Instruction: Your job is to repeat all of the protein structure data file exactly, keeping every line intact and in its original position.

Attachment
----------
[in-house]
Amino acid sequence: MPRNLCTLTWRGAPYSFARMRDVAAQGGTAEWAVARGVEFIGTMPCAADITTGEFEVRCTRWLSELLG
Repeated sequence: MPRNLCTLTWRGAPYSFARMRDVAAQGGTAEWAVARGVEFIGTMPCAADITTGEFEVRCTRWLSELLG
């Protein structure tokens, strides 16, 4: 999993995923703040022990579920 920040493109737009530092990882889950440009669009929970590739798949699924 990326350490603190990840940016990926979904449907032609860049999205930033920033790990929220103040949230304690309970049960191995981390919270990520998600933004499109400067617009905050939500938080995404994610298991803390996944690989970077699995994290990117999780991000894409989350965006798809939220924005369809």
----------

[in-house]
Amino acid sequence: MPRNLCTLTWRGAPYSFARMRDVAAQGGTAEWAVARGVEFIGTMPCAADITTGEFEVRCTRWLSELLG
Repeated sequence: MPRNLCTLTWRGAPYSFARMRDVAAQGGTAEWAVARGVEFIGTMPCAADITTGEFEVRCTRWLSELLG
């Protein structure tokens, strides 16, 4: 999993995923703040022990579920 920040493109737009530092990882889950440009669009929970590739798949699924 990326350490603190990840940016990926979904449907032609860049999205930033920033790990929220103040949230304690309970049960191995981390919270990520998600933004499109400067617009905050939500938080995404994610298991803390996944690989970077699995994290990117999780991000894409989350965006798809939220924005369809």